Fitch Ratings today cut Sri Lanka’s credit rating by one notch to B+ with a negative outlook, weeks after it asked for a bailout from the International Monetary Fund, the AFP reported .
The ratings agency said the island’s mounting debt, depleted foreign exchange reserves and evidence of capital flight had led to the downgrade.
The move is a signal to investors that Sri Lanka’s sovereign debt is now considered riskier, and will make it more expensive for the country to borrow on international markets.
Fitch also downgraded its outlook for the economy from stable to negative.
“In Fitch’s view, (the downgrade) partly reflects a weakening in policy coherence that increases the likelihood of Sri Lanka requiring external liquidity support from the IMF and other multilateral institutions,” its statement said.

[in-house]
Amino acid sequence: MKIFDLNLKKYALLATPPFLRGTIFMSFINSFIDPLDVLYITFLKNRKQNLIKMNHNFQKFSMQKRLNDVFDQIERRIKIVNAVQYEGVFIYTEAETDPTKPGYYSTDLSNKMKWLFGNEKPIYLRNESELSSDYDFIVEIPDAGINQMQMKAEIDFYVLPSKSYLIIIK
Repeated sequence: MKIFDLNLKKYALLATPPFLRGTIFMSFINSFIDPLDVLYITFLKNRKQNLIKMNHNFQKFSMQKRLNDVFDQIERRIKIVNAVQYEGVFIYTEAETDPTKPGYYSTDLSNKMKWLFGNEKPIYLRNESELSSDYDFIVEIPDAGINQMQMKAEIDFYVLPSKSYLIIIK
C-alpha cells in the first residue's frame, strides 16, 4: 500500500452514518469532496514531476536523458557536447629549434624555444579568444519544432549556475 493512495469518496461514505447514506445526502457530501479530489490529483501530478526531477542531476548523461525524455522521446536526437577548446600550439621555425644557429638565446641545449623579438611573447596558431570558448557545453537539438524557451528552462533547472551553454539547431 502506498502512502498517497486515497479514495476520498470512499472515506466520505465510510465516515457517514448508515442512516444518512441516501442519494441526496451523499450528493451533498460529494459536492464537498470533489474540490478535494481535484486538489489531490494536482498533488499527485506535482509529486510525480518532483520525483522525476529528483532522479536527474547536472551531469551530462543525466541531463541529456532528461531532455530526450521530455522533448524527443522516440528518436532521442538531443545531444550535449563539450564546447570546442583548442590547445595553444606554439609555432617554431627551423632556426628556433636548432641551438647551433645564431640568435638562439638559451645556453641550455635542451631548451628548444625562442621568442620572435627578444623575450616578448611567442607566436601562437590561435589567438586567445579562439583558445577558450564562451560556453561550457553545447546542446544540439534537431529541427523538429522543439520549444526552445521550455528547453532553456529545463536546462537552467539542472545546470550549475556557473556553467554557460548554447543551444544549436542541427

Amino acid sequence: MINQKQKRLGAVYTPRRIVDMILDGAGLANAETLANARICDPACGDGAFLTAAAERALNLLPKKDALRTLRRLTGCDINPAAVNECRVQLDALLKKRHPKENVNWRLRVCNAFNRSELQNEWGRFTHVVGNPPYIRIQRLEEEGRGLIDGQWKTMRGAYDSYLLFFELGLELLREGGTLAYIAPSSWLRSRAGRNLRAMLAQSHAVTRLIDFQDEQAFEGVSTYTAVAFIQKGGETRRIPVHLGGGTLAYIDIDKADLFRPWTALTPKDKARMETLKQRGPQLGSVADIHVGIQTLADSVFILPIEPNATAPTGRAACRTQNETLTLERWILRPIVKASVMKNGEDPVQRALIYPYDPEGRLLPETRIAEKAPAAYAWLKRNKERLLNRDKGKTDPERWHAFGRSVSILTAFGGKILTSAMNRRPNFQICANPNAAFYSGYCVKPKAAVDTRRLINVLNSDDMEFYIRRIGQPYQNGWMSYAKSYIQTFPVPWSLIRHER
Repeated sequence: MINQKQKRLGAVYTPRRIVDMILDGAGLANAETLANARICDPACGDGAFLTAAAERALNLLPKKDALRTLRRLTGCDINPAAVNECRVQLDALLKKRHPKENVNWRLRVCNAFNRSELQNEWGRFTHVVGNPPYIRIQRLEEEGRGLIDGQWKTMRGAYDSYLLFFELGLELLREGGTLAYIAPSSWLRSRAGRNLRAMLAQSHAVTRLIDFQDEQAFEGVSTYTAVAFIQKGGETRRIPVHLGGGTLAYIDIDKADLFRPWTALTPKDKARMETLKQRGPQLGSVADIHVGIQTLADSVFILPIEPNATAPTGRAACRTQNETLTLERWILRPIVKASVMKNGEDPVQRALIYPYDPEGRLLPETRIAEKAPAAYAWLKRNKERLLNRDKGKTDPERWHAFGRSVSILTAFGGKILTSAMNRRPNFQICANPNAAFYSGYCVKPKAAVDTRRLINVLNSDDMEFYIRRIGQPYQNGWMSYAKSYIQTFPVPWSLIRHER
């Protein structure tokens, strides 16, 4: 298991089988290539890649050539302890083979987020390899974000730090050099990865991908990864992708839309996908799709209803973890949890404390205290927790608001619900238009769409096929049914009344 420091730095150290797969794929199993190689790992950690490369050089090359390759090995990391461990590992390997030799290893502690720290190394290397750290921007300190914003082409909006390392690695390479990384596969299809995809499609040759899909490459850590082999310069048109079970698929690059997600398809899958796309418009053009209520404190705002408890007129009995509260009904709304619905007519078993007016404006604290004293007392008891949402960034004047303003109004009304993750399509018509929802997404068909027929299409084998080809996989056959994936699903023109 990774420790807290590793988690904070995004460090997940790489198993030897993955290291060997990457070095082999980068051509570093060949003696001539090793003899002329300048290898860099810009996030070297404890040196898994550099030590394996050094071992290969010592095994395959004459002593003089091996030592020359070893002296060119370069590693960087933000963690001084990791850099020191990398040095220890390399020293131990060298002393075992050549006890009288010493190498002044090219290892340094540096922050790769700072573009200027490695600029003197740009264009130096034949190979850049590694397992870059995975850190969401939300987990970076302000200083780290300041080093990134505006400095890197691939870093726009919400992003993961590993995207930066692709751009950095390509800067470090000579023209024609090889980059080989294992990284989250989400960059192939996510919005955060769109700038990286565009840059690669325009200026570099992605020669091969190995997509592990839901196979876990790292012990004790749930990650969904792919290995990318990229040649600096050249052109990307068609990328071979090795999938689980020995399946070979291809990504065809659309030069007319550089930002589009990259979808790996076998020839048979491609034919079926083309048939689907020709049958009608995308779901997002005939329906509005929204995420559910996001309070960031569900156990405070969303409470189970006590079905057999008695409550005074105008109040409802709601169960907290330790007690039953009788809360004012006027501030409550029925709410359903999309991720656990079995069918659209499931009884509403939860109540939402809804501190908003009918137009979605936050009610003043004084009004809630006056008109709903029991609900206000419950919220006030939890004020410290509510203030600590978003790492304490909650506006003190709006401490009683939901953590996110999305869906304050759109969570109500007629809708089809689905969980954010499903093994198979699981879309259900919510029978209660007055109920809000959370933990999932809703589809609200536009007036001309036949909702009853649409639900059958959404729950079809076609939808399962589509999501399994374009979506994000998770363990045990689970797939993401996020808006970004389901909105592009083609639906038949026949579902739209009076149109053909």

Sri Lanka is currently in talks with the IMF for a bailout, although the sum it is seeking has not been disclosed.
The IMF, which sent a mission to review Sri Lanka’s economy earlier in February, said it had warned the authorities they should make a “stronger effort” immediately to reduce the deficit.
The government went on a spending spree after taking power in January 2015, to deliver on election promises of higher wages and lower prices.
But this has increased the budget deficit and caused concern over the balance of payments.
The island last week received pledges of over $2 billion in loans and equity from the Asian Development Bank to be spread over three years.
Sri Lanka received $2.6 billion from the IMF in 2009 to boost its financial reserves, which dropped below $1 billion at the height of fighting between Tamil Tiger rebels and the army. (AFP)